AA Tag

I heard the term emotional sobriety a lot when I was new, and recently it was a topic at my home group. It was actually very helpful for me, because at the time I was wondering why I had such an incredibly hard time with my feelings of entitlement, jealousy, and judgment in particular.

I write a lot about my personal experiences in recovery relating to the 12 steps and things centered around the program of Alcoholics Anonymous, but not nearly enough about how I found these things. Though I attribute my success and newfound way of living to the program, it was my sober living and aftercare program, New Life House, which introduced me to this solid foundation.

I think that there are a lot of misconceptions about amends. I know that I had a twisted understanding of what they were when I first got sober, before I even got to step 9 or even had a sponsor. But I am not here to tell you what amends are or are not. I simply want to relate my experience and what they have meant to me.

I must have heard the phrase “let it go” a million times before I got sober. Then, when I did get sober, I heard it a two million more times. The phrase was repeated to me so much it had lost it’s meaning, if it ever had any. I didn’t understand what anyone meant by it or how it would help me.

When I first got sober, I heard a lot about how resentments are the “number one offender” and a large part of the reason why a lot of people relapse. It didn’t really make too much sense to me, as I always considered myself a guy who was pretty easy to get along with. Little did I know I was also a huge people pleaser but that is for another article.

When someone decides to take ahold of their drug or alcohol issue, a lot of programs lie at their feet. Whether through a rehabilitation program, fellowships such as AA or a church, or even replacement therapy, many people have tackled addiction in many different ways. One such way is SMART Recovery, which has become the second largest alcohol program next to AA, joining the ranks of other AA “alternatives” such as Moderation Management and Rational Recovery.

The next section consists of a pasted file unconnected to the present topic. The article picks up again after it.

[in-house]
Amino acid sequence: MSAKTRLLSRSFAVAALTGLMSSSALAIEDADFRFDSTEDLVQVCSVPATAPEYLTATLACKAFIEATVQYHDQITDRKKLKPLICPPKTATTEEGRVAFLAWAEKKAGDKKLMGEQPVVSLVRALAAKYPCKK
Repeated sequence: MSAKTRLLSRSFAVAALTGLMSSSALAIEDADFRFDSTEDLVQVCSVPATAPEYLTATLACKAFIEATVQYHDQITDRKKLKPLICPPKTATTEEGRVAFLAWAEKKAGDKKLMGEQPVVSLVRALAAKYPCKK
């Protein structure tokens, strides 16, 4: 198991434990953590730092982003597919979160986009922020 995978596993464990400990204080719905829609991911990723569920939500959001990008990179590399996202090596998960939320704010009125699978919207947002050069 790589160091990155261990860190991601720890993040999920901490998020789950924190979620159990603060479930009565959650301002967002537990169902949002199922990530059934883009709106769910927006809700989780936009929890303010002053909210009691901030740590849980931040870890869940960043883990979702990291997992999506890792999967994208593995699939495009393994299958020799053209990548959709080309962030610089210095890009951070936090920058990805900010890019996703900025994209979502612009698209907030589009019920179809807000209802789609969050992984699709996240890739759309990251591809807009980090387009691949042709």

Recently, a parent of the New Life House community wrote an article about the third step, the third step prayer and what they both meant to him and his program. It got me thinking about my own spiritual program and how I have used prayer and meditation since I stopped using drugs and alcohol.

I recall very well my first few meetings in AA and my attitude when I was new in sobriety. People identified as “grateful” alcoholics and talked about the amazing lives that they had “as a result of this program.” They talked about the jobs, relationships and opportunities they had been lucky enough to receive, attributing it to the fact that they had been sober. It made me roll my eyes, thinking I would never be one of these people.

Anyone who has been to at least one meeting has probably heard “get a sponsor”. For myself, I completely disregarded this important piece of advice almost immediately. At the time, I had no interest in sticking around or doing any “work”, as so many people referred to it. But once I came around, I realized just how important finding someone to help you is if you are trying to stay in recovery.

A New Life House Father explains his sober meditation practice, how he learned to quiet his mind and how being present in any daily activity activity is a meditative practice-even while driving.